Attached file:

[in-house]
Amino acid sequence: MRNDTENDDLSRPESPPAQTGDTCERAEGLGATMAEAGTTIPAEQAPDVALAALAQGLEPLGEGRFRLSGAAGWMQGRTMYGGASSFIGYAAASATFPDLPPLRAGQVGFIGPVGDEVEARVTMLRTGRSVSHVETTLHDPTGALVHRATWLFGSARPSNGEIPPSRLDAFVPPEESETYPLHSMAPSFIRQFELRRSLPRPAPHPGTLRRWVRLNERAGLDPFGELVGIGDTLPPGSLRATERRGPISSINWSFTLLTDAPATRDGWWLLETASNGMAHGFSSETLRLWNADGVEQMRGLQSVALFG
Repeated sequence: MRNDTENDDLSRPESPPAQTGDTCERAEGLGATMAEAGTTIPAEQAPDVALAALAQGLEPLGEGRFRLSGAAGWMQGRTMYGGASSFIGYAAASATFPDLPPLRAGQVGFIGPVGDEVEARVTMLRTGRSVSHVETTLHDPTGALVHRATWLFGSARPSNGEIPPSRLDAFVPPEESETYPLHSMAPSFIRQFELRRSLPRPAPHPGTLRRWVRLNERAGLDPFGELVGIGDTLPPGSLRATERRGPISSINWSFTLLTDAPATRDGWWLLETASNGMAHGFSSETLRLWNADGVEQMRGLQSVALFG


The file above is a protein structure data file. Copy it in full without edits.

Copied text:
[in-house]
Amino acid sequence: MRNDTENDDLSRPESPPAQTGDTCERAEGLGATMAEAGTTIPAEQAPDVALAALAQGLEPLGEGRFRLSGAAGWMQGRTMYGGASSFIGYAAASATFPDLPPLRAGQVGFIGPVGDEVEARVTMLRTGRSVSHVETTLHDPTGALVHRATWLFGSARPSNGEIPPSRLDAFVPPEESETYPLHSMAPSFIRQFELRRSLPRPAPHPGTLRRWVRLNERAGLDPFGELVGIGDTLPPGSLRATERRGPISSINWSFTLLTDAPATRDGWWLLETASNGMAHGFSSETLRLWNADGVEQMRGLQSVALFG
Repeated sequence: MRNDTENDDLSRPESPPAQTGDTCERAEGLGATMAEAGTTIPAEQAPDVALAALAQGLEPLGEGRFRLSGAAGWMQGRTMYGGASSFIGYAAASATFPDLPPLRAGQVGFIGPVGDEVEARVTMLRTGRSVSHVETTLHDPTGALVHRATWLFGSARPSNGEIPPSRLDAFVPPEESETYPLHSMAPSFIRQFELRRSLPRPAPHPGTLRRWVRLNERAGLDPFGELVGIGDTLPPGSLRATERRGPISSINWSFTLLTDAPATRDGWWLLETASNGMAHGFSSETLRLWNADGVEQMRGLQSVALFG